In another article on his website he takes an even stronger position:
‘Sexual orientation is largely or entirely determined by our genes and hormonal influences in the womb. It is an innate given, fixed at birth. Forget Freudian theory and all the other psycho babble. Biology is destiny.
This is the central thesis of Born Gay. I disagree…. If sexuality was predetermined at birth by genes and hormones, it would be impossible for young Sambian males to switch to homosexuality and then back to heterosexuality with such apparent ease. This suggests there is an element of flexibility in sexual orientation, and that cultural traditions and social mores are also influential factors.
Born gay? No. Human sexuality is too varied and complex to be reduced to a simple equation of genes plus hormones.’
When asked at the debate whether his views had changed Tatchell said that they had. When asked why, he said it was a result of reading ‘Born gay?’
But ‘Born gay?’ was written in 2008 and yet just last year in January 2012 Tatchell wrote an article for the Huffington Post titled ‘Future Sex: Beyond Gay and straight’ in which he takes exactly the same position as that expressed on his website:
‘We already know, thanks to a host of sex surveys, that bisexuality is an fact of life and that even in narrow-minded, homophobic cultures, many people have a sexuality that is, to varying degrees, capable of both heterosexual and homosexual attraction.
It is also apparent that same-sex relations flourish, albeit often temporarily, in single-sex institutions like schools, prisons and the armed forces - which suggests that sexuality might be more flexible than many people assume.
(Kinsey) found that human sexuality is, in fact, a continuum of desires and behaviours, ranging from exclusive heterosexuality to exclusive homosexuality. A substantial proportion of the population shares an amalgam of same-sex and opposite-sex feelings - even if they do not act on them…
…The evidence from these two research disciplines - sociology and anthropology - is that the incidence and form of heterosexuality and homosexuality is not fixed and universal, and that the two sexual orientations are not mutually exclusive. There is a good deal of fluidity and overlap.
What's more, although scientific evidence shows that human sexuality is significantly affected by biological predispositions - such as genes and hormones - other influences appear to be cultural, including social expectations, peer pressure and the availability and opportunity for sexual release. These influences channel erotic impulses in certain directions and not others. An individual's sexual orientation is thus influenced culturally, as well as biologically.
… This picture of human sexuality is much more complex, diverse and blurred than the traditional simplistic binary image of hetero and homo, so loved by straight moralists and - equally significantly - by many lesbians and gay men.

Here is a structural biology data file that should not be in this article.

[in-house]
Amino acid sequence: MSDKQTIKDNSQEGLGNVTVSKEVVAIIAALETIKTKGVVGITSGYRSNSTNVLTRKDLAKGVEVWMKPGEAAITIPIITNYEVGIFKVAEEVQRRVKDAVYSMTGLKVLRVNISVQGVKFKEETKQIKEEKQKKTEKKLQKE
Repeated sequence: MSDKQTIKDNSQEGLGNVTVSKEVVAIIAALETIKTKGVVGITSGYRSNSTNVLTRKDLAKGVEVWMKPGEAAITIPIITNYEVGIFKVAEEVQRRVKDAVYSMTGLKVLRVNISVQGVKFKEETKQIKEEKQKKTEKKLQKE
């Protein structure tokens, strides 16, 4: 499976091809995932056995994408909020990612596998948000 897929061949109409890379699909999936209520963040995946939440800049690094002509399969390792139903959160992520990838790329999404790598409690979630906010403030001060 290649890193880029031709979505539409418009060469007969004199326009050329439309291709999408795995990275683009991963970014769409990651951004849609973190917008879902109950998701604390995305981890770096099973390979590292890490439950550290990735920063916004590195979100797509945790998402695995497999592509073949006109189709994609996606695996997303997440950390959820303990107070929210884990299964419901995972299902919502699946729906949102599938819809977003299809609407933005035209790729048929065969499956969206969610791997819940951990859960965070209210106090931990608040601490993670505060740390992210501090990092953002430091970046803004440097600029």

If sexual orientation has a culturally-influenced element of indeterminacy and flexibility, then the present forms of homosexuality and heterosexuality are conditional. They are unlikely to remain the same in perpetuity. As culture changes, so will expressions of sexuality.
… Gay and lesbian identities are largely the product of homophobic prejudice and repression. They are a self-defence mechanism against homophobia. Faced with persecution for having same-sex relations, the right to have those relationships has to be defended - hence gay identity and the gay rights movement.’
So what exactly is Tatchell's position?
Does he really expect us to believe that in the last twelve months he has suddenly adopted the central thesis of a book he has consistently rejected for over four years?
If so why has he not said so up until this week?
Or is there another explanation altogether? Does Tatchell actually choose which view to hold depending on who he is talking to?
Tatchell is at very heart a campaigner and has already hinted above that the ‘fashionable “born gay” consensus’ would be ‘very politically convenient’ for him.
So maybe when he is arguing, as in Huffington Post, that in the future there will be no such thing as gay and straight but just fluidity, it is actually politically convenient to say that the main cause of sexual orientation is cultural and environmental.
But when he is making a case for disciplining people who are practising therapy aimed at changing the strength and direction of sexual attraction, it is more politically convenient for him to argue that sexual orientation is biologically fixed at birth as a result of genes and hormones.
And if he is trying to establish that gay people are a persecuted minority (very useful if you are pushing for a change in the law) then it is expedient to argue that gay and lesbian identities are largely the product of homophobic prejudice and repression.
I wonder which argument Peter Tatchell will use next?
I guess it will depend on who is listening and what his political agenda at the time happens to be.
Reprinted with permission from Christian Medical Comment.